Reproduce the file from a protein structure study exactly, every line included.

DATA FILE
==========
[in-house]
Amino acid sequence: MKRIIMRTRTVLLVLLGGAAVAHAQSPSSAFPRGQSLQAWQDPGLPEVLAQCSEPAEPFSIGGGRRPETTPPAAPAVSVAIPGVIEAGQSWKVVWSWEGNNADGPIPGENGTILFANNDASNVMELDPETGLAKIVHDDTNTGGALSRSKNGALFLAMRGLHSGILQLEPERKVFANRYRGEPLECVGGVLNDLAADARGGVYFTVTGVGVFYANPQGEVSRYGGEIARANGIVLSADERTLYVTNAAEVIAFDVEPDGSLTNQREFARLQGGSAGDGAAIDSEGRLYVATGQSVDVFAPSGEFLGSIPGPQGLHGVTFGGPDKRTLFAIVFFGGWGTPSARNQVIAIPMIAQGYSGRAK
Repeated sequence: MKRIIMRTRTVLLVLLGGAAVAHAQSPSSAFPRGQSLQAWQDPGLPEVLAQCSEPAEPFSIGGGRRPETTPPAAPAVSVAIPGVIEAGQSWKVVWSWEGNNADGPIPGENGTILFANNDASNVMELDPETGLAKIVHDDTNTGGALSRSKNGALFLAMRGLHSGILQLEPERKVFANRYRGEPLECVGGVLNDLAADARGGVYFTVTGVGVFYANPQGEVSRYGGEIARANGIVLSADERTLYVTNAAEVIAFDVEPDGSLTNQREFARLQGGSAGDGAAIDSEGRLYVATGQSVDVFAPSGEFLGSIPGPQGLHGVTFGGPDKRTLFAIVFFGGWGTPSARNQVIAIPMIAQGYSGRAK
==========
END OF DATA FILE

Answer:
[in-house]
Amino acid sequence: MKRIIMRTRTVLLVLLGGAAVAHAQSPSSAFPRGQSLQAWQDPGLPEVLAQCSEPAEPFSIGGGRRPETTPPAAPAVSVAIPGVIEAGQSWKVVWSWEGNNADGPIPGENGTILFANNDASNVMELDPETGLAKIVHDDTNTGGALSRSKNGALFLAMRGLHSGILQLEPERKVFANRYRGEPLECVGGVLNDLAADARGGVYFTVTGVGVFYANPQGEVSRYGGEIARANGIVLSADERTLYVTNAAEVIAFDVEPDGSLTNQREFARLQGGSAGDGAAIDSEGRLYVATGQSVDVFAPSGEFLGSIPGPQGLHGVTFGGPDKRTLFAIVFFGGWGTPSARNQVIAIPMIAQGYSGRAK
Repeated sequence: MKRIIMRTRTVLLVLLGGAAVAHAQSPSSAFPRGQSLQAWQDPGLPEVLAQCSEPAEPFSIGGGRRPETTPPAAPAVSVAIPGVIEAGQSWKVVWSWEGNNADGPIPGENGTILFANNDASNVMELDPETGLAKIVHDDTNTGGALSRSKNGALFLAMRGLHSGILQLEPERKVFANRYRGEPLECVGGVLNDLAADARGGVYFTVTGVGVFYANPQGEVSRYGGEIARANGIVLSADERTLYVTNAAEVIAFDVEPDGSLTNQREFARLQGGSAGDGAAIDSEGRLYVATGQSVDVFAPSGEFLGSIPGPQGLHGVTFGGPDKRTLFAIVFFGGWGTPSARNQVIAIPMIAQGYSGRAK